Barack Obama’s famous observation about the 2008 election was, “Elections have consequences.”
But what if national leaders respond to an election by ignoring the will of the voters?
Then the election might have tempestuous consequences.
At least, according to longtime conservative fundraiser Richard Viguerie, who has a warning for President Obama about his stated plans to take executive action on immigration reform even though voters just repudiated his policies by voting his party out of power in the Senate.
“If President Obama, by executive order, extends amnesty to millions of illegal aliens, as he’s promised to do shortly, this could ignite, quite frankly, a civil war across America against the Democratic Party,” Viguerie cautioned.
He continued, “It could be a major, major blow to the Democratic Party and brand them as the party that rewards illegal activity, and it could do great, great damage not only to the Democratic Party, but quite frankly, to America.”
Viguerie said he thinks Republicans would oppose executive amnesty. However, he also voiced words of caution for Republicans on the heels of their big election night victory.
“I’m afraid that Republican leaders, like Mitch McConnell in the Senate and John Boehner and Kevin McCarthy in the House, I’m afraid they did not hear the Republican voters,” Viguerie said.
The conservative activist said he didn’t hear party leaders on election night talk about the issues that conservative voters care most about, such as illegal immigration, Obamacare, major tax and spending cuts, and curbing Obama’s abuses of power. He believes there also will be turmoil if Republicans ignore the wishes of their own voters.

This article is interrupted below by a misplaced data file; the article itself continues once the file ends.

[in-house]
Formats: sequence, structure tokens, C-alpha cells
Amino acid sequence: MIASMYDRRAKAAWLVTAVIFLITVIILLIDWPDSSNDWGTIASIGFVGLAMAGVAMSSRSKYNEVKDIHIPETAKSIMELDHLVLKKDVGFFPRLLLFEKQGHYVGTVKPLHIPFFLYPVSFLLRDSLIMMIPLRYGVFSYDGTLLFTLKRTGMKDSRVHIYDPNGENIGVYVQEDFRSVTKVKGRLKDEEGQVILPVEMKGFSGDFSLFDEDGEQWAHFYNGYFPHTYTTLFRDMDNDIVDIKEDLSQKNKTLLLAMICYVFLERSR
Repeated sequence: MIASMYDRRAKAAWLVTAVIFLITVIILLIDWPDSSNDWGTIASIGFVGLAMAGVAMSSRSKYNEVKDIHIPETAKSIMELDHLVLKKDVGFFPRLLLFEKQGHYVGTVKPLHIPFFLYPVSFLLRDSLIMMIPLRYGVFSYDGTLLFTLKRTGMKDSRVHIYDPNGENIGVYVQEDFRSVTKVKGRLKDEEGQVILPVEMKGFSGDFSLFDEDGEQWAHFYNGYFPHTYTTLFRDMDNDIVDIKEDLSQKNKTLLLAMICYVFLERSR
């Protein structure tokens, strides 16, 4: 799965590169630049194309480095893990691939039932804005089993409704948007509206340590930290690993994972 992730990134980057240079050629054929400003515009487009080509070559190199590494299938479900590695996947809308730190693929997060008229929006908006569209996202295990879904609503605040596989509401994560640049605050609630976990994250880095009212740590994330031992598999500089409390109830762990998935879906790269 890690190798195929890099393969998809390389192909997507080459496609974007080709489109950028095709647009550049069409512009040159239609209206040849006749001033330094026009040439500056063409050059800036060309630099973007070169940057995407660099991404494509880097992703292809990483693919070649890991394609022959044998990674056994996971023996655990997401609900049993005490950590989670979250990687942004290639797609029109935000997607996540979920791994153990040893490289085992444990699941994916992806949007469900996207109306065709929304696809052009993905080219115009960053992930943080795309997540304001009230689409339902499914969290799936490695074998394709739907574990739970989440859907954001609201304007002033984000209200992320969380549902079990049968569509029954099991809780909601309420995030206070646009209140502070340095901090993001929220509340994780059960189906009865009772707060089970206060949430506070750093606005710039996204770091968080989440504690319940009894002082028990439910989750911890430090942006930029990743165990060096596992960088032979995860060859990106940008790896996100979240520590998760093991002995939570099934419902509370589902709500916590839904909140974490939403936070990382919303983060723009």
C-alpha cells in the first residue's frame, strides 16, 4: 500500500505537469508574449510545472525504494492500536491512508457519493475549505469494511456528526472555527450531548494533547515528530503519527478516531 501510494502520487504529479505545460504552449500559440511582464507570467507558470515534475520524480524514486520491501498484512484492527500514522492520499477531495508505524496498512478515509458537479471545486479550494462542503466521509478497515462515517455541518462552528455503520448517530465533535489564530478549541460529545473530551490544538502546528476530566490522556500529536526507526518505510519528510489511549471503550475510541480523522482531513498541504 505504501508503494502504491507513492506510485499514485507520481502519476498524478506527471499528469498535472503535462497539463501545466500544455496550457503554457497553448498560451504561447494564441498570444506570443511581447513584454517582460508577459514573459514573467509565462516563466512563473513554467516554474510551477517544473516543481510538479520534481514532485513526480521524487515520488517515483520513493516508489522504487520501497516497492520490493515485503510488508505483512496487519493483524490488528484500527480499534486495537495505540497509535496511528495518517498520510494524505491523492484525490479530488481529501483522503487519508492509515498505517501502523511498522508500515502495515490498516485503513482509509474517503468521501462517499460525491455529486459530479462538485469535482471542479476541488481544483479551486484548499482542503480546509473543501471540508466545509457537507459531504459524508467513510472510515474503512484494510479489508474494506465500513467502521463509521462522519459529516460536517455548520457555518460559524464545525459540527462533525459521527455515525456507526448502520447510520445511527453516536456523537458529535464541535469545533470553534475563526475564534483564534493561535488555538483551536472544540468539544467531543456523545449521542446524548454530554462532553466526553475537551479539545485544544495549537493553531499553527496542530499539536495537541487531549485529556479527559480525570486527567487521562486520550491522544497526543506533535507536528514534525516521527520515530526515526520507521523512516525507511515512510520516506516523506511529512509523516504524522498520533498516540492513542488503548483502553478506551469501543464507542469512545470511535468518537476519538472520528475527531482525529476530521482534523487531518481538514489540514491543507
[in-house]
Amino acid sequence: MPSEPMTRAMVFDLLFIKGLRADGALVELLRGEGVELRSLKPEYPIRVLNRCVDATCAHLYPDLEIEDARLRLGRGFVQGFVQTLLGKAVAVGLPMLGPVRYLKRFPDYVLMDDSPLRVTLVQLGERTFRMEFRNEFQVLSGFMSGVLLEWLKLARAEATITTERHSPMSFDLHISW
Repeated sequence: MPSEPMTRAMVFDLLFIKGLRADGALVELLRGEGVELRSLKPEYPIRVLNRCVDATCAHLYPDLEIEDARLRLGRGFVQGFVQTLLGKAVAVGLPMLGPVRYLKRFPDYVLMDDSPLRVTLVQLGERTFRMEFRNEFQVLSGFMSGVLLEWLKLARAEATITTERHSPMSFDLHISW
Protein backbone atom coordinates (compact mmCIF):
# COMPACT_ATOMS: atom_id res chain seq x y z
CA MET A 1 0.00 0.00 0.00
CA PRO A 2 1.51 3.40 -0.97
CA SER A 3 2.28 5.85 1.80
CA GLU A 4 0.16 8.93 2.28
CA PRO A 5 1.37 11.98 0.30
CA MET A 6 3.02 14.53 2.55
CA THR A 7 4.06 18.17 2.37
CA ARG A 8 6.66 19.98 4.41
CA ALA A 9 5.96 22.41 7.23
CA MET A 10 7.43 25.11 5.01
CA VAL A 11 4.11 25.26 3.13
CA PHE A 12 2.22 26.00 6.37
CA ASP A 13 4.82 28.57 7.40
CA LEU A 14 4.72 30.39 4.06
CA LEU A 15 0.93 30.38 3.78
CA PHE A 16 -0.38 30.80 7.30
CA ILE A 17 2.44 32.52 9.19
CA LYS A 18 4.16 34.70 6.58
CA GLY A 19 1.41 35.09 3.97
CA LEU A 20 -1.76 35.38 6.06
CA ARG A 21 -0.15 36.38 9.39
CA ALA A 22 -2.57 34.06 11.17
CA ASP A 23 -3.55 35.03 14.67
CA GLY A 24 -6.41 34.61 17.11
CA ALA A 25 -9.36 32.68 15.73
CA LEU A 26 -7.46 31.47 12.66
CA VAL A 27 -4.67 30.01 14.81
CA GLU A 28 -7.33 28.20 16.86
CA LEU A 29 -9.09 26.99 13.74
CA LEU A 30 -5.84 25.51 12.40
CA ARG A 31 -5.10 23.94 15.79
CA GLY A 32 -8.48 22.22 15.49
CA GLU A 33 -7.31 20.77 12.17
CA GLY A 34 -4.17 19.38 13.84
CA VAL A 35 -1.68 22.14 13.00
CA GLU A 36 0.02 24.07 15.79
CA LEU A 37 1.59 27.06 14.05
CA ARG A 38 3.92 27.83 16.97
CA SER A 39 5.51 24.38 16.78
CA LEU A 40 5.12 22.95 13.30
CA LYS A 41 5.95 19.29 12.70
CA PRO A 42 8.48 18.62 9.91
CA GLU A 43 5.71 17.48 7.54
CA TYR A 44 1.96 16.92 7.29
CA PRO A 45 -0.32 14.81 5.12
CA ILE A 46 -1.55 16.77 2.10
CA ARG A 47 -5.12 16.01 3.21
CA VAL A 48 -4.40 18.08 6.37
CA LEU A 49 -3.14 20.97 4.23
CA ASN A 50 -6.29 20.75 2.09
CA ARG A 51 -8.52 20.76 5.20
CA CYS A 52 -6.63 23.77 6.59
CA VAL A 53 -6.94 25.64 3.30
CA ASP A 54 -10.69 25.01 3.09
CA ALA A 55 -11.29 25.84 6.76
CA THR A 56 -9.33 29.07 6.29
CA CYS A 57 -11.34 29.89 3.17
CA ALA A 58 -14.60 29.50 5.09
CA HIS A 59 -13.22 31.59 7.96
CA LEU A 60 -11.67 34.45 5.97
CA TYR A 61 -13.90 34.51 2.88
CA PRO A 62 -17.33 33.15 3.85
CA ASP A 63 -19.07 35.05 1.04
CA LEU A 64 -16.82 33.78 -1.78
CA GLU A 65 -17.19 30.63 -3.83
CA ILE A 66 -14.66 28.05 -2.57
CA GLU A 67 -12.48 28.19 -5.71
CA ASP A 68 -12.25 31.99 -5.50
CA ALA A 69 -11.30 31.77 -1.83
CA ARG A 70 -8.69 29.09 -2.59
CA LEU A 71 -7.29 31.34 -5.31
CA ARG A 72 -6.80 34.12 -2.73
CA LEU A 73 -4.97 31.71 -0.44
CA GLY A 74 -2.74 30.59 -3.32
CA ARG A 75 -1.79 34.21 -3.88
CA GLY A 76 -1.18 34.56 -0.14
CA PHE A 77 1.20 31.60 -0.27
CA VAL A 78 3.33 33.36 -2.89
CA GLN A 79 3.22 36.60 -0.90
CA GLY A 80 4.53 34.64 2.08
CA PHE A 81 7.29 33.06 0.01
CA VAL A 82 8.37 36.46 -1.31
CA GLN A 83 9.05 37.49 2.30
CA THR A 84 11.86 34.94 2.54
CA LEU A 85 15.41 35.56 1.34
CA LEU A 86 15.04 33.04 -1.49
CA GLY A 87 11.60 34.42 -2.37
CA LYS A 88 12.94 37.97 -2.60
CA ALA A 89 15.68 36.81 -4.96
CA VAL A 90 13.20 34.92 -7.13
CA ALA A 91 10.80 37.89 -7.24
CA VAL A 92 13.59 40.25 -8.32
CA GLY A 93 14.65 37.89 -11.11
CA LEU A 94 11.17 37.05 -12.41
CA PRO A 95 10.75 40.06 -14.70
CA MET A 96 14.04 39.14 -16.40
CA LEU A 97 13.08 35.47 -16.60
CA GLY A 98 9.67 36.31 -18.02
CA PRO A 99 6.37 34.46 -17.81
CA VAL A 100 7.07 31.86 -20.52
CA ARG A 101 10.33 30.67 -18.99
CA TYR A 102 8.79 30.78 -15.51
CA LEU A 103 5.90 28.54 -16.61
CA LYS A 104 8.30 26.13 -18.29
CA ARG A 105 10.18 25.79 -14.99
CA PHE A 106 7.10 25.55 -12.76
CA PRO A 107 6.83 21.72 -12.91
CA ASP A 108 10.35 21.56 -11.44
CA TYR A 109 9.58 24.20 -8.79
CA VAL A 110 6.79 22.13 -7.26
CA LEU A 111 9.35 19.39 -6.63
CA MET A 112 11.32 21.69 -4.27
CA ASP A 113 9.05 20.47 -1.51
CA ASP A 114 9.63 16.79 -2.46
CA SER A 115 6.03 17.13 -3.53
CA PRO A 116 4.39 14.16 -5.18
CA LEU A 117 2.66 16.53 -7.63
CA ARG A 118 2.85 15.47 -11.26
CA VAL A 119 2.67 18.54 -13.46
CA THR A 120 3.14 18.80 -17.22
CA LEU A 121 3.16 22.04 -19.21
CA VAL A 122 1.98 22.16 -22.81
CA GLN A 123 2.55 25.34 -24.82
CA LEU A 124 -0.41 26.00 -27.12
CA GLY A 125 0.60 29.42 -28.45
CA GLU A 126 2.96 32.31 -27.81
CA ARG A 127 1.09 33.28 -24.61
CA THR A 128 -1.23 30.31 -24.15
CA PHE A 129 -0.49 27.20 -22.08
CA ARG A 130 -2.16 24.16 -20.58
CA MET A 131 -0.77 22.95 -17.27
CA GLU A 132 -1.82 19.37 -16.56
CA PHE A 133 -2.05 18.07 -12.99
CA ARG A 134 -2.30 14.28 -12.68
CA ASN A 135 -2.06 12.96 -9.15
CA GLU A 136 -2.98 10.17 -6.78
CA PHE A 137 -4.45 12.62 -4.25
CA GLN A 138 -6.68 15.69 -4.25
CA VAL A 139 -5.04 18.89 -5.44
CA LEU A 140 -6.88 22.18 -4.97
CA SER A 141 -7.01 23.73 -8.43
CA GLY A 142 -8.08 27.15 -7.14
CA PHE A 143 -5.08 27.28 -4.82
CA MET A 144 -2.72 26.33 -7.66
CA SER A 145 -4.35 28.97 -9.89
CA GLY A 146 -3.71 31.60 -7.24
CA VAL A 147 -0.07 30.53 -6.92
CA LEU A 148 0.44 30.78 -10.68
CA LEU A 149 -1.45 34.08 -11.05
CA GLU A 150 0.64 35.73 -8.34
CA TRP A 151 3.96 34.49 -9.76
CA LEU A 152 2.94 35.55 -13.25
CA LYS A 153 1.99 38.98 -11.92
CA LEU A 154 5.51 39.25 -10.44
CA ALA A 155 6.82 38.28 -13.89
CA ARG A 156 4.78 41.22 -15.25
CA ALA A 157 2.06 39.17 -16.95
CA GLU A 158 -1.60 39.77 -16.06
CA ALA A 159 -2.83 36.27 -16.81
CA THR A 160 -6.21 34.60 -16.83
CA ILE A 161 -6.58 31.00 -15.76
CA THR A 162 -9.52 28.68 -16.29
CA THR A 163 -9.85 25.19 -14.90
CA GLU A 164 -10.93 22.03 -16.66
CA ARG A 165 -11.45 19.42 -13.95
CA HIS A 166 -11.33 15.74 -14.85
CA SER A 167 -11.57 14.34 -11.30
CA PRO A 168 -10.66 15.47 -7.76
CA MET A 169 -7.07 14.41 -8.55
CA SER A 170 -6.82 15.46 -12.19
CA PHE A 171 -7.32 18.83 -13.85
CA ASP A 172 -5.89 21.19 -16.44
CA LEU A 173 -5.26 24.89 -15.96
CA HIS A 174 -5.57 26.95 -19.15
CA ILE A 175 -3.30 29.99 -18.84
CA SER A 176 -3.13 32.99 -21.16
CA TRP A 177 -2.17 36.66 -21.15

“If the Republican leaders conduct themselves in such a way that they’re going to ignore the voters, they will hear loud and clear from the voters, and that fault line will be visible to the whole country. It’ll make it very difficult for Republicans to govern effectively in the Congress,” Viguerie said.
Viguerie wrote about the fault line between conservatives and establishment Republicans in his 2014 book “Takeover: The 100-Year War for the Soul of the GOP and How Conservatives Can Finally Win It.”
He believes the most important political battle in America today is actually inside the GOP.
“For most of the past 102 years, while this civil war’s been going on, conservatives have had their political guns pointed at the wrong target,” he said. “They’ve been focused on the Democrats when, actually, our main opponent is inside the Republican Party, the big-government Republicans, and that’s coming to a head in the next couple of years.”
Viguerie said he is discouraged that so many establishment Republicans abandon conservative Republicans in their time of need. This year in Kansas, for example, the establishment abandoned Gov. Sam Brownback when he was locked in a tight reelection race. Likewise, the national GOP establishment abandoned Ken Cuccinelli in his 2013 Virginia gubernatorial race when a little more support may have pushed him over the top.
“Conservatives are staying in the Republican Party and supporting the Republican candidates,” Viguerie said. “We are not seeing that with a lot of the big-government Republicans.”
As for the Democrats, Viguerie believes they are alienating white working class voters by supporting amnesty for illegal immigrants, attacking religious freedoms, and attacking gun rights.
“It’s clear that the Democratic Party, the Democratic leaders at the national and state level are being seen more and more as being either hostile to working middle-class Americans, or not engaged in their problems,” he said. “The working class, traditional-value voters are feeling that they’re just not welcome in the Democratic Party. It’s become more of an elite special interest party.”
Even though 2016 looks to be a tougher year in the Senate for Republicans, Viguerie is confident the party can build on this year’s midterm victories – but only if Republicans run as conservatives, not watered-down Democrats.
“I’m optimistic that if the Republicans continue to draw a bright-line distinction between their vision of the future and the Democrats’ vision of the future, we can build on this,” he said.